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Friday 10 November 2017

Patricia Covarrubia

Mexico seeks protection for Artisans

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Nestlé, Mango, and Yuya, a Mexican Youtuber, are in the spotlight for the alleged unauthorised use and plagiarism of the traditional craft designs of Hidalgo

Due to their high quality and beautiful designs, Hidalgo handcrafts and folk art are very popular. They are at the top of the list of preparation and spinning of textile fibres and yarn manufacturing in Mexico. Together with the States of Campeche, San Luis Potosí, Tabasco and Veracruz sum the 40.3% of the national handicrafts, followed by Chiapas and Guerrero with the 23%. However, the success of this handiwork is tarnished by its unauthorised use and plagiarism, which are denounced continuously by artisans.

Nestlé was involved in this matter when the artisans Adalberto Flores Gómez and Angélica Martínez noticed that their drawings were used in a series of the hot cocoa cups ‘Abuelita’ a brand belonging to this company. Consequently, a civil process aiming the protection of the rights and interests of this artisans was initiated before the Office of Attorney-General. In this regard, Nestlé’s vice president of corporate communications affirmed that no author’s right had been violated because this advertising campaign was designed by the advertising agency JWT with the objective to promote the dissemination of traditional artistic draws and the traditions of Mexican culture. Hence, in doing so, copyright formalities and contract law were fully respected by the company and the artist who designed the campaign. Nevertheless, the final decision is in the hands of the Office of Attorney-General.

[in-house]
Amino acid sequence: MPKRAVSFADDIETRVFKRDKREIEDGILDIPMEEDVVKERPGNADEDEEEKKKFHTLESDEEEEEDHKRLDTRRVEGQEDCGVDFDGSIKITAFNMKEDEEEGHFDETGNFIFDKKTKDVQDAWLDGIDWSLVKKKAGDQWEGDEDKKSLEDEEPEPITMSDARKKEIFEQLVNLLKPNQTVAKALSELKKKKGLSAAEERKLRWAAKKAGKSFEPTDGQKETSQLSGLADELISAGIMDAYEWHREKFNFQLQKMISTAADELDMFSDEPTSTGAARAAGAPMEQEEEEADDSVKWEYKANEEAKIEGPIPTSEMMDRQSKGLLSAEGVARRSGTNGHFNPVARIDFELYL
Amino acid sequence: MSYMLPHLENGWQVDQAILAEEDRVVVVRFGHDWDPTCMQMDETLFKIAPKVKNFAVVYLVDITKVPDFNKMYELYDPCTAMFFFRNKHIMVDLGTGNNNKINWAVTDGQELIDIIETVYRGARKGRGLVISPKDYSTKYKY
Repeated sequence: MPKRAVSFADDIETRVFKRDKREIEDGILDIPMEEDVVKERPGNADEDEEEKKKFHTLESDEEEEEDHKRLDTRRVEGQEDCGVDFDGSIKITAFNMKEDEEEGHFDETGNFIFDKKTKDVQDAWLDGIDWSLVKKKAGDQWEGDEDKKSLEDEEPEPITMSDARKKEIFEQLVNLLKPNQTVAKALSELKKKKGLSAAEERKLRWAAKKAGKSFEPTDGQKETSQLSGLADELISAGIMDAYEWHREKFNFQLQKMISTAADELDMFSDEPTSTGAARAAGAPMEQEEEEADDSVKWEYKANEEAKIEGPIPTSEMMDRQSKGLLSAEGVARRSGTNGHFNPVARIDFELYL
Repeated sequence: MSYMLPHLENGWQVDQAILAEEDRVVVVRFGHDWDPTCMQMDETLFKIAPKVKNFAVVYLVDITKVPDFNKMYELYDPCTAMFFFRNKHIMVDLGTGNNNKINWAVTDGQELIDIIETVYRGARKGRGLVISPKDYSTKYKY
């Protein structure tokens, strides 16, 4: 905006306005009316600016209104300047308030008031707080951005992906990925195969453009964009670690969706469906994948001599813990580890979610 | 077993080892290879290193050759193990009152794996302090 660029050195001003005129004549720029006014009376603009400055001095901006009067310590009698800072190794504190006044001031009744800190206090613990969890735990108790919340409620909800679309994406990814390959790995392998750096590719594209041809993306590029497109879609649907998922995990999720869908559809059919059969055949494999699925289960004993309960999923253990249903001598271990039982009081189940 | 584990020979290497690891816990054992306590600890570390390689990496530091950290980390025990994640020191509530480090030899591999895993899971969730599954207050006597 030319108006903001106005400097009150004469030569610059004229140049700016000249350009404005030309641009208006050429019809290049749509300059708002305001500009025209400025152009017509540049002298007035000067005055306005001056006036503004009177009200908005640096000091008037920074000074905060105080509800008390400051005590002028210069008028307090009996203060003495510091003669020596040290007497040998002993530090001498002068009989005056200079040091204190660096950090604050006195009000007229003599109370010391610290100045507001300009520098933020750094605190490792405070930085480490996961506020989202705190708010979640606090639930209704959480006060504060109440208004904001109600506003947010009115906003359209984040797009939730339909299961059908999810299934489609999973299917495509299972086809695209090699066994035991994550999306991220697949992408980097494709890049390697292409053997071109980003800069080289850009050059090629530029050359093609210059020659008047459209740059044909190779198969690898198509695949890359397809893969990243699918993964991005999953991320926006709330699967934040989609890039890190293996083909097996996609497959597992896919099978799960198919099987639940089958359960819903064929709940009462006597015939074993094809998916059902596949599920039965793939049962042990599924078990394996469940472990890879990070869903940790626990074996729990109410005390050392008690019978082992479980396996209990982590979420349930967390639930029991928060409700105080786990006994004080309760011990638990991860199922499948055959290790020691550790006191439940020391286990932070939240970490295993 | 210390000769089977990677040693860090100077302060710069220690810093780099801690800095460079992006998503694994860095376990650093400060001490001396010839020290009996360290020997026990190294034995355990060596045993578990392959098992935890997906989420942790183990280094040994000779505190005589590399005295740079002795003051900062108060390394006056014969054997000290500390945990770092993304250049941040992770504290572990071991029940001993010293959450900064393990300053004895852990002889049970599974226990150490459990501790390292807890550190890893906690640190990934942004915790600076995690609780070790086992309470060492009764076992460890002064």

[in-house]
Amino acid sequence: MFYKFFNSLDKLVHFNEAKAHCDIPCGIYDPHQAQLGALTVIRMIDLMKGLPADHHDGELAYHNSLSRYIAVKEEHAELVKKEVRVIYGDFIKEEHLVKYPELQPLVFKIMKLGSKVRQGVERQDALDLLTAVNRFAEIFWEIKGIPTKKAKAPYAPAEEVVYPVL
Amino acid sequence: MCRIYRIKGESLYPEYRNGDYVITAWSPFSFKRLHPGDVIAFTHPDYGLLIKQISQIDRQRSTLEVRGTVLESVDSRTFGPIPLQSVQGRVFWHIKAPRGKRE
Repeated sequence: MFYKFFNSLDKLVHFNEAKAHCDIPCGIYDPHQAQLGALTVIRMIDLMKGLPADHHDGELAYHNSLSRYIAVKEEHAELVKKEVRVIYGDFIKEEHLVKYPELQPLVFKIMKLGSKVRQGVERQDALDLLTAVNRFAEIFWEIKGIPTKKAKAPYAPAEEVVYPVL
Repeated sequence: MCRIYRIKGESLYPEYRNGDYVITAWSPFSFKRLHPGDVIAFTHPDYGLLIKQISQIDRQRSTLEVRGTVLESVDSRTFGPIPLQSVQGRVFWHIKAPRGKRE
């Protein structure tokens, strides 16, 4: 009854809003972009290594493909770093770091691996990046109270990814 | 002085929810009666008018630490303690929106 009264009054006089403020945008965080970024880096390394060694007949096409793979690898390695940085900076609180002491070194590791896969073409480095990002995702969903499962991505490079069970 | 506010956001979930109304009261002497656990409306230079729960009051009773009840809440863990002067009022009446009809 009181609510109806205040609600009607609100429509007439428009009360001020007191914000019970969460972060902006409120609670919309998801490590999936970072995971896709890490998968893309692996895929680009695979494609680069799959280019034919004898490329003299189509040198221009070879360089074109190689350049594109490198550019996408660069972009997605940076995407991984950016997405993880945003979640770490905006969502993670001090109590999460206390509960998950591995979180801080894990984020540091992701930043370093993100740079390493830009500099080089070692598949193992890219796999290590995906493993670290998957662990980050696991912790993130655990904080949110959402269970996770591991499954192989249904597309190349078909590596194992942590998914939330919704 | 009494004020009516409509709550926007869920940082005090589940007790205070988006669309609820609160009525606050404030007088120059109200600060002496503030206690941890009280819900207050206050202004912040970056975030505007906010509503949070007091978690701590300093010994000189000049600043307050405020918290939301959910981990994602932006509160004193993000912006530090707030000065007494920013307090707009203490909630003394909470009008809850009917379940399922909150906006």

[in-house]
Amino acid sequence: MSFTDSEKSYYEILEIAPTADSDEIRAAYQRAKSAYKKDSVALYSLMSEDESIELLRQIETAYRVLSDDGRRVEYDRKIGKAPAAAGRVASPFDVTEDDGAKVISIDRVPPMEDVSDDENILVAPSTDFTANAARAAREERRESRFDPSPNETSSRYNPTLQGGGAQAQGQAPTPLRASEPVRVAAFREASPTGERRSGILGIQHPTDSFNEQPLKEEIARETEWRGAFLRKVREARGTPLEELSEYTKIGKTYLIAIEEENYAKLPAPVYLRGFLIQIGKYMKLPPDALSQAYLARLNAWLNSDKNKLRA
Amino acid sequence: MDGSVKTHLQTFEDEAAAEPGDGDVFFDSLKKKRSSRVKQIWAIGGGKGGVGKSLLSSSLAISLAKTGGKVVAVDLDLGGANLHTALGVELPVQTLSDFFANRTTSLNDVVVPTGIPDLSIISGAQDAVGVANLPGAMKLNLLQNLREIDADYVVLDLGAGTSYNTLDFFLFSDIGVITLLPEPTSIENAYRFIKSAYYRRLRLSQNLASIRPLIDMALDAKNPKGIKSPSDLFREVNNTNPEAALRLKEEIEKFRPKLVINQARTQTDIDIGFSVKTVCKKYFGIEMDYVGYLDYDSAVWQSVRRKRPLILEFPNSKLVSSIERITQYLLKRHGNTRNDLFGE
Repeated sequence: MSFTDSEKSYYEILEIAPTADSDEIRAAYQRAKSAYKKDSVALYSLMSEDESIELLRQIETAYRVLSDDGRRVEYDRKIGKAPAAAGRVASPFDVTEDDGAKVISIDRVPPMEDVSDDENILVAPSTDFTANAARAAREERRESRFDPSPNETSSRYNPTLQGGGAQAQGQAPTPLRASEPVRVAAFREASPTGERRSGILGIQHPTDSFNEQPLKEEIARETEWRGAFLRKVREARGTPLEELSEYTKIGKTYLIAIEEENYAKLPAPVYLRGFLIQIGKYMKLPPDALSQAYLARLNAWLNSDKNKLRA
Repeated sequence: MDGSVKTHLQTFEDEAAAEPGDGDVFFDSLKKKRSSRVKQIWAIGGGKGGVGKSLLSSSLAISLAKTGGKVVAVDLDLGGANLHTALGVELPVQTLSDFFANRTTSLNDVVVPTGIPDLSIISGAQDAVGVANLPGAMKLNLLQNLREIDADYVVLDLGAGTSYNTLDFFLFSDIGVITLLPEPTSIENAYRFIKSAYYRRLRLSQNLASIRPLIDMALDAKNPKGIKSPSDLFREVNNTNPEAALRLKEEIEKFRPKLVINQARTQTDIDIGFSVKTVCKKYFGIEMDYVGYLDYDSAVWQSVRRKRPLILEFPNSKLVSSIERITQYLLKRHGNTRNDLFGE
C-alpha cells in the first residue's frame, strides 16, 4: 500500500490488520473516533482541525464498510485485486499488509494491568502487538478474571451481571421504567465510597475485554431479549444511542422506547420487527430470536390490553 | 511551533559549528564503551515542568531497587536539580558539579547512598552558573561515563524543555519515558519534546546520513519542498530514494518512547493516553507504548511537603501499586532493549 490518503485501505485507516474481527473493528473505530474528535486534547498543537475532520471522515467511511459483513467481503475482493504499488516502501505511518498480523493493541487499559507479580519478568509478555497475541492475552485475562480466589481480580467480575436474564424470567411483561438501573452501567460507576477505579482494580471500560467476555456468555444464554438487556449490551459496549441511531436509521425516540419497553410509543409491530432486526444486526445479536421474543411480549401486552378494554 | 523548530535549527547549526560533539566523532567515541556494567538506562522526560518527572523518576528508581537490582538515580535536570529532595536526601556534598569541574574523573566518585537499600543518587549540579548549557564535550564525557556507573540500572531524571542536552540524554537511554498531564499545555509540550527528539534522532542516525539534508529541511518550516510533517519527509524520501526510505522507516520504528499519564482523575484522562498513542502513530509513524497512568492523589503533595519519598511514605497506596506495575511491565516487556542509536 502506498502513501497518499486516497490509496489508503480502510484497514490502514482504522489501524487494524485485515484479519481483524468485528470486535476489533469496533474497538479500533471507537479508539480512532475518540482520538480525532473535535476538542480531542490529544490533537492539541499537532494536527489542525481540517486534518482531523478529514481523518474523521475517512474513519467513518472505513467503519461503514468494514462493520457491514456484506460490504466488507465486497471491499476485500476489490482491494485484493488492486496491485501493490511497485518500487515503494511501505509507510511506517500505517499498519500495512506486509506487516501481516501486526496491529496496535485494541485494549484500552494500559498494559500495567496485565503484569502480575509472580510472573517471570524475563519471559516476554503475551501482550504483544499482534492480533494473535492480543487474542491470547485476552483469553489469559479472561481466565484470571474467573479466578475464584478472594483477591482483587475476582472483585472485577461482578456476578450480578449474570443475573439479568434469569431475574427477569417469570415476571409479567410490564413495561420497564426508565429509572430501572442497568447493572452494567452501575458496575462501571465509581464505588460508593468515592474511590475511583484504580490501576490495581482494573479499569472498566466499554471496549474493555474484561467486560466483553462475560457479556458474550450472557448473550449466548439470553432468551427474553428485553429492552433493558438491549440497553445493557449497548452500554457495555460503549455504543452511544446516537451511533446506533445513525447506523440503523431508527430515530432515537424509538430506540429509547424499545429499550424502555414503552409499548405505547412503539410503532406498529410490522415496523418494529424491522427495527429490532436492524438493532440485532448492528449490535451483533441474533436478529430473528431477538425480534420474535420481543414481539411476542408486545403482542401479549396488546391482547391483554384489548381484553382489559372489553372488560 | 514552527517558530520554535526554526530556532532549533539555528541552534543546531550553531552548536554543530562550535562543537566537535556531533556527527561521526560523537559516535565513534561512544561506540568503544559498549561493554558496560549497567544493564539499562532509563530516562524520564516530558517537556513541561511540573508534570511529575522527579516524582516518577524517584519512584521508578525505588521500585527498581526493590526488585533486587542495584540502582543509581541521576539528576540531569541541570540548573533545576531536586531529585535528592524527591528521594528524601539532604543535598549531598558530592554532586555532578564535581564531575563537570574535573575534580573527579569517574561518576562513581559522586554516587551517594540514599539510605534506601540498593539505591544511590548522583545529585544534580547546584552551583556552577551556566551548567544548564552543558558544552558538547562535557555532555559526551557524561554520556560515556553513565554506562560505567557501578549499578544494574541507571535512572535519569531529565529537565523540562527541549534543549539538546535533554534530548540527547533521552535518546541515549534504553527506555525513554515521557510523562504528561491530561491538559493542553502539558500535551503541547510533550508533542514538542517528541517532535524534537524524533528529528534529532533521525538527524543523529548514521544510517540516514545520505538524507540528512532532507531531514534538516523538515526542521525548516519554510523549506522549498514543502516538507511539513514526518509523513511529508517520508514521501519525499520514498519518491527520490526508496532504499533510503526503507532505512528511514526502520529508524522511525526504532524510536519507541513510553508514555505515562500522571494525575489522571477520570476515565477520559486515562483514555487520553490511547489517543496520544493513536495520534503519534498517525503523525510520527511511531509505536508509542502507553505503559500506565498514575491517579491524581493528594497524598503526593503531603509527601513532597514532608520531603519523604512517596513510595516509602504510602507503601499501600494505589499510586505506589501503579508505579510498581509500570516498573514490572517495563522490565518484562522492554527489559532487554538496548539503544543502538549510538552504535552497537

In the same way, Mango, a Spanish company commercialising clothing items, was accused of using Hidalgo designs in a jumper. Unlike Nestlé, this company accepted in a letter that the design corresponds to the embroideries of Tenango de Doria (Hidalgo), and affirmed that the jumper was withdrawn from the market.

Yuya is the last person being accused of authorised use of handcraft designs. Her new cosmetic product line uses designs from the handcraft of Tenango de Doria and Hidalgo. So far, the Youtuber has affirmed that on the recommendation of her attorneys she will no concede interviews on this matter.

Given these facts, the Deputies of the Local Congress introduced a bill for the reform of the Artisanal Promotion Law. Their aim is to provide artisans with legal tools and adequate means to claim their rights over their handcrafts and designs before national or transnational companies and natural persons. If adopted, this reform would constitute a significant advance towards the protection of artisans’ rights.

Post written by Florelia Vallejo Trujillo
Assistant Professor, Universidad del Tolima, Colombia
PhD Candidate University of Nottingham, UK

Patricia Covarrubia

Patricia Covarrubia